Now, this sort of thing happened a lot with The Beatles—they’d do something that the engineers considered off-limits, get yelled at for it, and then keep doing it anyway until someone gave in. Now, according to Beatles historian Mark Lewisohn, Lennon asked George Martin to explain how Automatic Double Tracking worked, and Martin answered with the nonsense explanation “Now listen, it’s very simple. We take the original image and we split it through a double vibrocated sploshing flange with double negative feedback”. Lennon thought Martin was joking. Martin replied, “Well, let’s flange it again and see”. From that point, when Lennon wanted ADT he would ask for his voice to be flanged, or call out for “Ken’s flanger”. And that’s why, over fifty years later, double-tracking is still called “Flanging.” For what it’s worth, the first Beatles song to feature flanging was “Tomorrow Never Knows,” but nearly every song on the Revolver album has flanging on it.
Anyway, after Cobain double-tracked his vocals, Vig took Dave Grohl back into the studio to sing the harmonies on the chorus. This wasn’t really Grohl’s thing, so he had a little bit of trouble hitting the notes, but he did manage to give Vig what he was looking for. Grohl, in fact, did multiple tracks of the backing harmonies.
The band made several videos for the song. The first one uses the Sub Pop version of the song, and it features images of the band walking around the southern end of Manhattan in New York City, interspersed with shots of them playing the song. Most of those shots have been manipulated so that they’re out of focus, or look like their photographic negatives, or are just sideways or upside down. One extra thing of note is that Krist Novoselic felt that one of their New York City performances was rather poor, so he shaved his head as a kind of penance. So the New York shots have him both with, and without hair.
The second video was made to support the release of the song as the fourth single off of Nevermind. But what happened was that they ultimately made three similar, but different, videos. They went back to Kevin Kerslake, who had made their videos for “Come As You Are” and “Lithium”, to help them with the project. Cobain’s first idea involved a little girl born into a Ku Klux Klan family, who grows up and realizes how evil they are, but ultimately they decided that it was a little too ambitious for a short video.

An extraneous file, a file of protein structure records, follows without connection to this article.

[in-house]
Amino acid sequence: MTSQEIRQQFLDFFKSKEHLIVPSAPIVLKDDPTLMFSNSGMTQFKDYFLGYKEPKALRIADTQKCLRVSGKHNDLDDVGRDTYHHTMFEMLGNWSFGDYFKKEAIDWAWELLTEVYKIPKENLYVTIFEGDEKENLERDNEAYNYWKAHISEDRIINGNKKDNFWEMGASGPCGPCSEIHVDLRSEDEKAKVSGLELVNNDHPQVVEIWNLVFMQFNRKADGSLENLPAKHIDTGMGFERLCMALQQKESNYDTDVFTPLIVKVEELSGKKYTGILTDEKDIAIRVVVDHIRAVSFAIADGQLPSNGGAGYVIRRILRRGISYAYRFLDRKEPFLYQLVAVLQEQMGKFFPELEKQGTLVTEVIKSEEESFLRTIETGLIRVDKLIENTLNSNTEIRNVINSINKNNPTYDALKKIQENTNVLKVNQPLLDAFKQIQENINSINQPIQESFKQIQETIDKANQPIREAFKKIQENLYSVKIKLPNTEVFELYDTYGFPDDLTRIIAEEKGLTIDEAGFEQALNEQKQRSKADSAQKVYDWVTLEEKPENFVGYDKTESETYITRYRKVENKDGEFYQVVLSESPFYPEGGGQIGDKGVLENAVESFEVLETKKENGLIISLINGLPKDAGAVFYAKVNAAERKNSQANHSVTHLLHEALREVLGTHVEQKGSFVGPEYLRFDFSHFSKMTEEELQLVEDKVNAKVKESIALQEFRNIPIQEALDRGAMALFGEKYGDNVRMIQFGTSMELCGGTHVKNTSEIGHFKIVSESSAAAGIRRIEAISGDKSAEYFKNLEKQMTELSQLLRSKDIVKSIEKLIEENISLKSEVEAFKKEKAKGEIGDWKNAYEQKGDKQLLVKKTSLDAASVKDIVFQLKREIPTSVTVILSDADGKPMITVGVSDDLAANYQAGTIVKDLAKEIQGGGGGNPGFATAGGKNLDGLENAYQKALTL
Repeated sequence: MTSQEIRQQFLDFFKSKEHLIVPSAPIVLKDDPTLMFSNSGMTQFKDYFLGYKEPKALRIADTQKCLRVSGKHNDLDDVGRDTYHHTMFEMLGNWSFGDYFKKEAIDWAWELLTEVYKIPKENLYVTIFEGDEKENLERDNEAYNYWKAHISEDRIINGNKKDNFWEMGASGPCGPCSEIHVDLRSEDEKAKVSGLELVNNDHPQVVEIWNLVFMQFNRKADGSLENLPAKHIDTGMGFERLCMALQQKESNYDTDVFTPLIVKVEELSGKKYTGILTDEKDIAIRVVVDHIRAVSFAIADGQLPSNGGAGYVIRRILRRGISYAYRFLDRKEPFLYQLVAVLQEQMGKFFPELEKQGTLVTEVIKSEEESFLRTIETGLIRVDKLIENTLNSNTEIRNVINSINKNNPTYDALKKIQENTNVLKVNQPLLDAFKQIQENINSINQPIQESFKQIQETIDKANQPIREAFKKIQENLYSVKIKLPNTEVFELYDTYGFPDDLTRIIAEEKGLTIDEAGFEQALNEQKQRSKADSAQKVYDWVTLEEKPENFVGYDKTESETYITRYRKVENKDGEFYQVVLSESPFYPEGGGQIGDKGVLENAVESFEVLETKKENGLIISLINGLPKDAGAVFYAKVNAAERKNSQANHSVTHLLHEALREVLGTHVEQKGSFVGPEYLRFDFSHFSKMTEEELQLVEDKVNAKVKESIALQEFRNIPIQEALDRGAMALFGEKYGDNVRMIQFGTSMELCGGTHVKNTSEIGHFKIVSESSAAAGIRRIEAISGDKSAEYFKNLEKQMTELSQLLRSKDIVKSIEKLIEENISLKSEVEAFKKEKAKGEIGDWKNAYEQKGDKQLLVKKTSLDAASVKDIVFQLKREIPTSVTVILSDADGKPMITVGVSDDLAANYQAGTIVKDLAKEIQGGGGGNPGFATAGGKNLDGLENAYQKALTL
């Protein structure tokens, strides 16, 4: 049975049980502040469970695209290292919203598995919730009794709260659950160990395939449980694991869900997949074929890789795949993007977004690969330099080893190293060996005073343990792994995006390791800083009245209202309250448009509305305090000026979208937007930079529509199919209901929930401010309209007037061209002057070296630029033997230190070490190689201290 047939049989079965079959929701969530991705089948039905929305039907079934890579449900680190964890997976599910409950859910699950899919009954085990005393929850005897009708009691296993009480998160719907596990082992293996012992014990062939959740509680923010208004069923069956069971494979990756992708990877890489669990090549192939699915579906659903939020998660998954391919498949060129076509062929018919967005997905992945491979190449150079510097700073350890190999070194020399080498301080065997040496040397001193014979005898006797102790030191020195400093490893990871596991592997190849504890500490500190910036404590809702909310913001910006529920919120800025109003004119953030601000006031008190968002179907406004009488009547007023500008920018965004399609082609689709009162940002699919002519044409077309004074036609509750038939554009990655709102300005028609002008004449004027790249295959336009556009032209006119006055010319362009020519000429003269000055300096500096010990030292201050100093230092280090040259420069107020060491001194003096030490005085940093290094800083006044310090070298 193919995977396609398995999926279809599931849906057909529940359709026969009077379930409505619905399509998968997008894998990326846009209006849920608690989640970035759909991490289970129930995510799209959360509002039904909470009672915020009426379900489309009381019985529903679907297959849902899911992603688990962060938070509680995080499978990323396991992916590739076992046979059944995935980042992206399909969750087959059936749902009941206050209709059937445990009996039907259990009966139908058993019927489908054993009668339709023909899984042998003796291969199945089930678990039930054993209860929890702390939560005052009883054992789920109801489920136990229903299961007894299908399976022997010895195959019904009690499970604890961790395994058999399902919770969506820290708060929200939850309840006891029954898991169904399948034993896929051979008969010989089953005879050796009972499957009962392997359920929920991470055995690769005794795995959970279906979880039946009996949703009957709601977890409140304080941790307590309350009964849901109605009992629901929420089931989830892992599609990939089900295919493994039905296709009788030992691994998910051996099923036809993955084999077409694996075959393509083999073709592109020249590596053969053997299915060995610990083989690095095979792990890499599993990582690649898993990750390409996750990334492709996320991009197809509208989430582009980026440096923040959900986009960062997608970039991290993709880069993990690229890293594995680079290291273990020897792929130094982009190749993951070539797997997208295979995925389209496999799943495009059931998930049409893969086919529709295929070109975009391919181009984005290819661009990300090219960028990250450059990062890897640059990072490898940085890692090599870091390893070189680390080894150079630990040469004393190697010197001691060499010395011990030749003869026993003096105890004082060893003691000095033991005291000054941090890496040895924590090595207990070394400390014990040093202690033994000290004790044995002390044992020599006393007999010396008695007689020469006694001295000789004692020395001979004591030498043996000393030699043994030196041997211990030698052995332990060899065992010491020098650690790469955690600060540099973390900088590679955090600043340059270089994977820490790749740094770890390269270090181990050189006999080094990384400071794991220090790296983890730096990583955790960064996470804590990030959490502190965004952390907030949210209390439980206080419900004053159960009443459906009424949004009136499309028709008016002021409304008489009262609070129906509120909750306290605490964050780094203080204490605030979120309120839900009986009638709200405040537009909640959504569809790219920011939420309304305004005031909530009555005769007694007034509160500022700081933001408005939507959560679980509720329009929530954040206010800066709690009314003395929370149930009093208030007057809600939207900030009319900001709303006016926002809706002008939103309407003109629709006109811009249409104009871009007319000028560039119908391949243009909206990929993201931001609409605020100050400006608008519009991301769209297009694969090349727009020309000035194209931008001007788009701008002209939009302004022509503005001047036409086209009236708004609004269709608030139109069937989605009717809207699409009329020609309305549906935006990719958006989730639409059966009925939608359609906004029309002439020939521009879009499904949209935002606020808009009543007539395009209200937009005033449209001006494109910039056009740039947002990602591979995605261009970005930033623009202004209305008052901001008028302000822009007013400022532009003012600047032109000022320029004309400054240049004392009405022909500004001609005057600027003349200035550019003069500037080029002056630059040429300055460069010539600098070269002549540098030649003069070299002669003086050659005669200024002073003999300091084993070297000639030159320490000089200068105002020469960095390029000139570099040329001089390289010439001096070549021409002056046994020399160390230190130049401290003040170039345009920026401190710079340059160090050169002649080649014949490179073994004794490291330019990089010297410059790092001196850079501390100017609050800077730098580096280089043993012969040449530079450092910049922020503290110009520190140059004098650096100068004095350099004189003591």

The next idea is the one they went with. They decided to parody the musical performances that you can see in old variety shows, like The Ed Sullivan Show or The Texaco Star Theater .The idea behind the video was to show that the band did, indeed, have a sense of humor. Cobain asked Kerslake how they could get it to look like it was shot on the old Kinescope cameras, and Kerslake’s response was, hey: Hollywood doesn’t throw anything out. They’ll just get Kinescope cameras and shoot it on those. And that’s one of the reasons it looks so authentic. The next thing they did was to hire Doug Llewelyn, who at the time was the former host of the show The People’s Court. If you’re a fan of the show, you know that after a long break he’s back on that show. At any rate, Llewelyn is the unnamed host of this variety show, and he introduces the band to an audience of screaming teenagers: